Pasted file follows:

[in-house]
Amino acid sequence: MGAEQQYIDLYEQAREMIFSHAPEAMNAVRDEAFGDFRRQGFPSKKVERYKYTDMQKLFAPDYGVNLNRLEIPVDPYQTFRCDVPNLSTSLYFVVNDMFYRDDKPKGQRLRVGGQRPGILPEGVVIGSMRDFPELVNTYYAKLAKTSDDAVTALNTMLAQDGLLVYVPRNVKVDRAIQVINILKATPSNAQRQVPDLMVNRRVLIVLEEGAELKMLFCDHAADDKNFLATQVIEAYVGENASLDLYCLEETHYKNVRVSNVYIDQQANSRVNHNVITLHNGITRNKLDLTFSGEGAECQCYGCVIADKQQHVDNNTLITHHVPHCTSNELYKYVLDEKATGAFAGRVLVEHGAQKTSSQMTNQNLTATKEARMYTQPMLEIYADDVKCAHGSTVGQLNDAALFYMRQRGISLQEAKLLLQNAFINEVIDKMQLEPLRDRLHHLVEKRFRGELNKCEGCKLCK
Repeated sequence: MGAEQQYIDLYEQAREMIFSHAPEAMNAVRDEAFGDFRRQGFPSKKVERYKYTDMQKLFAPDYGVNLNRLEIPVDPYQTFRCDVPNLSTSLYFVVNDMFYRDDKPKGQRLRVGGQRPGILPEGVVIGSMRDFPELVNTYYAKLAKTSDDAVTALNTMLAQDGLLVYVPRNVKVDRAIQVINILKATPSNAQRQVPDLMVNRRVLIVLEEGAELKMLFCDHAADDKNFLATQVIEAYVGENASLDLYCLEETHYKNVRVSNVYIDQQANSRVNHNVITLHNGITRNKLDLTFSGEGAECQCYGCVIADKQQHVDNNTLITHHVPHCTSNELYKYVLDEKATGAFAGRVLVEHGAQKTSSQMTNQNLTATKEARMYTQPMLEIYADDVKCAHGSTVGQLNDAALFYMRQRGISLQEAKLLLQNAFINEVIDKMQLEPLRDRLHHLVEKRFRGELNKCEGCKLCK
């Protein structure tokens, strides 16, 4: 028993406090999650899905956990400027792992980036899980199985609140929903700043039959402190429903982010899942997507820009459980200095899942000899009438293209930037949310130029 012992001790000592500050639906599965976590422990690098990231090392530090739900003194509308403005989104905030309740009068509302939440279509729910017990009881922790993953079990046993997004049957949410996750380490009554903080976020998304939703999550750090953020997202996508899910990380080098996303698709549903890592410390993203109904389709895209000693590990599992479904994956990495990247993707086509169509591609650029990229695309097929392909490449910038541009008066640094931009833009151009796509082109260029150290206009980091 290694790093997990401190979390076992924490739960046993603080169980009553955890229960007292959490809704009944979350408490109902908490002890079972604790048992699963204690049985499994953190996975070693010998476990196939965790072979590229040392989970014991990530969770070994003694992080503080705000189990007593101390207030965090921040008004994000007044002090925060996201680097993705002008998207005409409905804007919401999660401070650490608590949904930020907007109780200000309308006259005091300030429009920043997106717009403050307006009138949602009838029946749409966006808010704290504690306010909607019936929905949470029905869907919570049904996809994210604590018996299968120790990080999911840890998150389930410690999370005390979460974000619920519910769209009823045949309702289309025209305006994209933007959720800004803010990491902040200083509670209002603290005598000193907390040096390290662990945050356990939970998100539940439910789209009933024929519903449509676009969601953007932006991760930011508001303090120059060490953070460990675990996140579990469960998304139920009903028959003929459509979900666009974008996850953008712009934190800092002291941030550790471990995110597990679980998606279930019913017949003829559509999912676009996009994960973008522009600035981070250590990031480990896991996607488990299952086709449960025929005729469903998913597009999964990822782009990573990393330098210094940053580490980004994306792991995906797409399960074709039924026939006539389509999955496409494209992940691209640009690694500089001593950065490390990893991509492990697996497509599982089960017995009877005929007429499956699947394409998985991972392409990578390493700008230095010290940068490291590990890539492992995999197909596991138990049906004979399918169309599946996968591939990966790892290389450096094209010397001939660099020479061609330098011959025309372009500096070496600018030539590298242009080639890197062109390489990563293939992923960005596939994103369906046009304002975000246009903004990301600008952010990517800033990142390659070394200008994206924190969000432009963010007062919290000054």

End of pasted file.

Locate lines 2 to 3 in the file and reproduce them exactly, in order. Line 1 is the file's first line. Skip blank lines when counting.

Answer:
Amino acid sequence: MGAEQQYIDLYEQAREMIFSHAPEAMNAVRDEAFGDFRRQGFPSKKVERYKYTDMQKLFAPDYGVNLNRLEIPVDPYQTFRCDVPNLSTSLYFVVNDMFYRDDKPKGQRLRVGGQRPGILPEGVVIGSMRDFPELVNTYYAKLAKTSDDAVTALNTMLAQDGLLVYVPRNVKVDRAIQVINILKATPSNAQRQVPDLMVNRRVLIVLEEGAELKMLFCDHAADDKNFLATQVIEAYVGENASLDLYCLEETHYKNVRVSNVYIDQQANSRVNHNVITLHNGITRNKLDLTFSGEGAECQCYGCVIADKQQHVDNNTLITHHVPHCTSNELYKYVLDEKATGAFAGRVLVEHGAQKTSSQMTNQNLTATKEARMYTQPMLEIYADDVKCAHGSTVGQLNDAALFYMRQRGISLQEAKLLLQNAFINEVIDKMQLEPLRDRLHHLVEKRFRGELNKCEGCKLCK
Repeated sequence: MGAEQQYIDLYEQAREMIFSHAPEAMNAVRDEAFGDFRRQGFPSKKVERYKYTDMQKLFAPDYGVNLNRLEIPVDPYQTFRCDVPNLSTSLYFVVNDMFYRDDKPKGQRLRVGGQRPGILPEGVVIGSMRDFPELVNTYYAKLAKTSDDAVTALNTMLAQDGLLVYVPRNVKVDRAIQVINILKATPSNAQRQVPDLMVNRRVLIVLEEGAELKMLFCDHAADDKNFLATQVIEAYVGENASLDLYCLEETHYKNVRVSNVYIDQQANSRVNHNVITLHNGITRNKLDLTFSGEGAECQCYGCVIADKQQHVDNNTLITHHVPHCTSNELYKYVLDEKATGAFAGRVLVEHGAQKTSSQMTNQNLTATKEARMYTQPMLEIYADDVKCAHGSTVGQLNDAALFYMRQRGISLQEAKLLLQNAFINEVIDKMQLEPLRDRLHHLVEKRFRGELNKCEGCKLCK